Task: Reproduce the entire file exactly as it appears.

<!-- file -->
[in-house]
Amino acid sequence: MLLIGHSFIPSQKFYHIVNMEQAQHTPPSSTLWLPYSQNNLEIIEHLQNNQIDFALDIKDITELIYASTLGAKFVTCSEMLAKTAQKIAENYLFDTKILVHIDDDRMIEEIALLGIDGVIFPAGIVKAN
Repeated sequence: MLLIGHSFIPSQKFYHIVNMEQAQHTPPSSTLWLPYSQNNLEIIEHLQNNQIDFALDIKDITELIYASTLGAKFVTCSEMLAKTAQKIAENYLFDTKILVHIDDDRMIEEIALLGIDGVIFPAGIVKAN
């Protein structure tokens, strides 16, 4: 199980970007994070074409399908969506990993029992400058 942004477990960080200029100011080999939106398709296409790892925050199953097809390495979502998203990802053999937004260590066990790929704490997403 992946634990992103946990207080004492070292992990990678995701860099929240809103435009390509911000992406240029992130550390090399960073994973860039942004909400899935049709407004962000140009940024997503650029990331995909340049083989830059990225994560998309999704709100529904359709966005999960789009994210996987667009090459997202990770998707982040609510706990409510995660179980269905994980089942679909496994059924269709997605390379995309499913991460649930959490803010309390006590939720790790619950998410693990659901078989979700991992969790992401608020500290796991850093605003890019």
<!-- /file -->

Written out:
[in-house]
Amino acid sequence: MLLIGHSFIPSQKFYHIVNMEQAQHTPPSSTLWLPYSQNNLEIIEHLQNNQIDFALDIKDITELIYASTLGAKFVTCSEMLAKTAQKIAENYLFDTKILVHIDDDRMIEEIALLGIDGVIFPAGIVKAN
Repeated sequence: MLLIGHSFIPSQKFYHIVNMEQAQHTPPSSTLWLPYSQNNLEIIEHLQNNQIDFALDIKDITELIYASTLGAKFVTCSEMLAKTAQKIAENYLFDTKILVHIDDDRMIEEIALLGIDGVIFPAGIVKAN
């Protein structure tokens, strides 16, 4: 199980970007994070074409399908969506990993029992400058 942004477990960080200029100011080999939106398709296409790892925050199953097809390495979502998203990802053999937004260590066990790929704490997403 992946634990992103946990207080004492070292992990990678995701860099929240809103435009390509911000992406240029992130550390090399960073994973860039942004909400899935049709407004962000140009940024997503650029990331995909340049083989830059990225994560998309999704709100529904359709966005999960789009994210996987667009090459997202990770998707982040609510706990409510995660179980269905994980089942679909496994059924269709997605390379995309499913991460649930959490803010309390006590939720790790619950998410693990659901078989979700991992969790992401608020500290796991850093605003890019």